University of Cambridge > > Statistics > Local and discrete scoring rules

Local and discrete scoring rules

Add to your list(s) Download to your calendar using vCal

If you have a question about this talk, please contact R.B.Gramacy.

At its simplest, a scoring rule is a loss function for choosing a certain distribution to represent the uncertainty of a random variable. (A scoring rule is not a score function!) One of the key requirements is honesty: the expected score must be minmised by choosing the true distribution—- if it is known. I take an introductory tour of the role of scoring rules in decision theory and statistical inference and of their connection to entropy and geometry. I end with a discussion of recent advances in the use of scoring rules in cases of both continuous and discrete sample spaces.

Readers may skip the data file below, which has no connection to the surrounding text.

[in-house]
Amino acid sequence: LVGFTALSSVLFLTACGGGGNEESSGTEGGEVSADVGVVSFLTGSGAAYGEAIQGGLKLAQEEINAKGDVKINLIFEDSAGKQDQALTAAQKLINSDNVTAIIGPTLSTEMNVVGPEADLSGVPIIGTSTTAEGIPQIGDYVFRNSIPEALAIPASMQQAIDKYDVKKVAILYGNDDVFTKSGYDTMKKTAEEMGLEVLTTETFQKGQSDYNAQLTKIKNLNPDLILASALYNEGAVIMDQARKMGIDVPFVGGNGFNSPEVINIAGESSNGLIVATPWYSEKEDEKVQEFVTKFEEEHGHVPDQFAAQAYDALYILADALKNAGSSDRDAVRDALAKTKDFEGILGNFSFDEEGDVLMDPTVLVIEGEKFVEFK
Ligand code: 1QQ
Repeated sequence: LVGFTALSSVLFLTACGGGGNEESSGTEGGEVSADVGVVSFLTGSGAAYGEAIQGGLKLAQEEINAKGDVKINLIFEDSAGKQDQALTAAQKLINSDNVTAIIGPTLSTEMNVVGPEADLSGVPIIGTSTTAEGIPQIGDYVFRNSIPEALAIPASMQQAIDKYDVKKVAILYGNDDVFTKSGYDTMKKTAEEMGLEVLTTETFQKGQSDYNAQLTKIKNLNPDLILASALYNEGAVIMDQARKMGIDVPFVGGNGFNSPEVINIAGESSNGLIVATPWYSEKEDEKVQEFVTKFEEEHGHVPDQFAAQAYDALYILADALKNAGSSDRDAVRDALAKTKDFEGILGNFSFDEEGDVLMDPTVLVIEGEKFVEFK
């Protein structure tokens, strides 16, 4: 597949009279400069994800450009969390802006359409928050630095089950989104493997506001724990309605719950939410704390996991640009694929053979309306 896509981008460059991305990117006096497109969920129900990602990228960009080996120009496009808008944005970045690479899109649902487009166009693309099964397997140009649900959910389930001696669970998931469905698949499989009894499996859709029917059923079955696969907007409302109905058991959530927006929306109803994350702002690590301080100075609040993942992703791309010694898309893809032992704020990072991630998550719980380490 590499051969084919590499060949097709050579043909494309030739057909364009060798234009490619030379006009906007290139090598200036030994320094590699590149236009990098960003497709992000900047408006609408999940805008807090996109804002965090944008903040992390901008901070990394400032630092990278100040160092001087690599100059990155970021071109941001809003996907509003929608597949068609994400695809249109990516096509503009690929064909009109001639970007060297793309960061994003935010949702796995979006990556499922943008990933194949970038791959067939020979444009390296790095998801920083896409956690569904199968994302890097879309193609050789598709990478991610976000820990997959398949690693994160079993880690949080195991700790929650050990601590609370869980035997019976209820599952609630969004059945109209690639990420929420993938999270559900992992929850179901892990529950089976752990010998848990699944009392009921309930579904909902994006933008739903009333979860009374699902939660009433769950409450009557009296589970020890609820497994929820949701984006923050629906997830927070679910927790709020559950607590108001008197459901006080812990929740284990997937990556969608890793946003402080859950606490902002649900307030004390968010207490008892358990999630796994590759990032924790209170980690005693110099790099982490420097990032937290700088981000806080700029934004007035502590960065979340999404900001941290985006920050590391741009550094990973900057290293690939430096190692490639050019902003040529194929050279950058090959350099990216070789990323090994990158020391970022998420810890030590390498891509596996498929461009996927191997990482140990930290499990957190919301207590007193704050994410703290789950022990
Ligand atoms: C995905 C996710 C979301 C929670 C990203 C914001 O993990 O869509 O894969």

This talk is part of the Statistics series.

Tell a friend about this talk:

This talk is included in these lists:

Note that ex-directory lists are not shown.


© 2006-2024, University of Cambridge. Contact Us | Help and Documentation | Privacy and Publicity